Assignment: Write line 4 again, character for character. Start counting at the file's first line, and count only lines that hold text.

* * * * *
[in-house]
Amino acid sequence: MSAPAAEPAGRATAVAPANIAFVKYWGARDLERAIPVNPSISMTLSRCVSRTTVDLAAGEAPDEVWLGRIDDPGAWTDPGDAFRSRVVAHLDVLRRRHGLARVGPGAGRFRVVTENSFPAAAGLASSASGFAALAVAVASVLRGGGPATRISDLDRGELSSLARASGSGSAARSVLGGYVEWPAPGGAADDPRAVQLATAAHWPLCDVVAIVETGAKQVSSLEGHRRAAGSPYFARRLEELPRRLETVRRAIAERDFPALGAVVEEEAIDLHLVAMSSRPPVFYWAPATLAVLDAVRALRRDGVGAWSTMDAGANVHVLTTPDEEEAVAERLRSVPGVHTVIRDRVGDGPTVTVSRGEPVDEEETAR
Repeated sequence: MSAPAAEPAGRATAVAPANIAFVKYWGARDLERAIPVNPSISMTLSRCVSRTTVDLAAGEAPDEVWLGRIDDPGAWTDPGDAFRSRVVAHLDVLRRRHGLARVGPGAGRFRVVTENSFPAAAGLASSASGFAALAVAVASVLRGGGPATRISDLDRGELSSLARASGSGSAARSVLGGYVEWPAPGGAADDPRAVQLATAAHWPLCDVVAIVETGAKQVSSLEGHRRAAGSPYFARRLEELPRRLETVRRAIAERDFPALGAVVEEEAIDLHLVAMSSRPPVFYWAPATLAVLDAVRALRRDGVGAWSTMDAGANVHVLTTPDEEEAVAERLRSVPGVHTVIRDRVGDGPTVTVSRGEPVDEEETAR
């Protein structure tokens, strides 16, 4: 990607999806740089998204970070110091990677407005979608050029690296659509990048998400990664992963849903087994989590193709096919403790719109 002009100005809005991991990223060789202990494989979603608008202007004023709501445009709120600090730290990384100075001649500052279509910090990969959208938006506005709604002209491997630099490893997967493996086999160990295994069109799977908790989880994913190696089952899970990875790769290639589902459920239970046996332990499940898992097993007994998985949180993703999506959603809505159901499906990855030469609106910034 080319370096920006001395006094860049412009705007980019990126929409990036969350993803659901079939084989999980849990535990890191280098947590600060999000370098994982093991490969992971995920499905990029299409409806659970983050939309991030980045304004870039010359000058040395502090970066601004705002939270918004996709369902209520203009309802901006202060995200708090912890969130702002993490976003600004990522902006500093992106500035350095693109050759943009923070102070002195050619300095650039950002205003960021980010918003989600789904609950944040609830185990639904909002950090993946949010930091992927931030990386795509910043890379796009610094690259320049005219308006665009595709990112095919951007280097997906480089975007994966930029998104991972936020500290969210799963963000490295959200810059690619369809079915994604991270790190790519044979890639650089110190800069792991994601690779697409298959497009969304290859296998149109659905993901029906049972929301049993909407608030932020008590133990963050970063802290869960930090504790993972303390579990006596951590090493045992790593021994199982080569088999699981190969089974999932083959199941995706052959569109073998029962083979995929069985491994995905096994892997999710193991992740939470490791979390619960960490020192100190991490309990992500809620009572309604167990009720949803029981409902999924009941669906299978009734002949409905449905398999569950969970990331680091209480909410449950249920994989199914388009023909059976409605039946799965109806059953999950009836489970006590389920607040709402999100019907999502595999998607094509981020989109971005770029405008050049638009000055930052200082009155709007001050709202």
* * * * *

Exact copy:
């Protein structure tokens, strides 16, 4: 990607999806740089998204970070110091990677407005979608050029690296659509990048998400990664992963849903087994989590193709096919403790719109 002009100005809005991991990223060789202990494989979603608008202007004023709501445009709120600090730290990384100075001649500052279509910090990969959208938006506005709604002209491997630099490893997967493996086999160990295994069109799977908790989880994913190696089952899970990875790769290639589902459920239970046996332990499940898992097993007994998985949180993703999506959603809505159901499906990855030469609106910034 080319370096920006001395006094860049412009705007980019990126929409990036969350993803659901079939084989999980849990535990890191280098947590600060999000370098994982093991490969992971995920499905990029299409409806659970983050939309991030980045304004870039010359000058040395502090970066601004705002939270918004996709369902209520203009309802901006202060995200708090912890969130702002993490976003600004990522902006500093992106500035350095693109050759943009923070102070002195050619300095650039950002205003960021980010918003989600789904609950944040609830185990639904909002950090993946949010930091992927931030990386795509910043890379796009610094690259320049005219308006665009595709990112095919951007280097997906480089975007994966930029998104991972936020500290969210799963963000490295959200810059690619369809079915994604991270790190790519044979890639650089110190800069792991994601690779697409298959497009969304290859296998149109659905993901029906049972929301049993909407608030932020008590133990963050970063802290869960930090504790993972303390579990006596951590090493045992790593021994199982080569088999699981190969089974999932083959199941995706052959569109073998029962083979995929069985491994995905096994892997999710193991992740939470490791979390619960960490020192100190991490309990992500809620009572309604167990009720949803029981409902999924009941669906299978009734002949409905449905398999569950969970990331680091209480909410449950249920994989199914388009023909059976409605039946799965109806059953999950009836489970006590389920607040709402999100019907999502595999998607094509981020989109971005770029405008050049638009000055930052200082009155709007001050709202």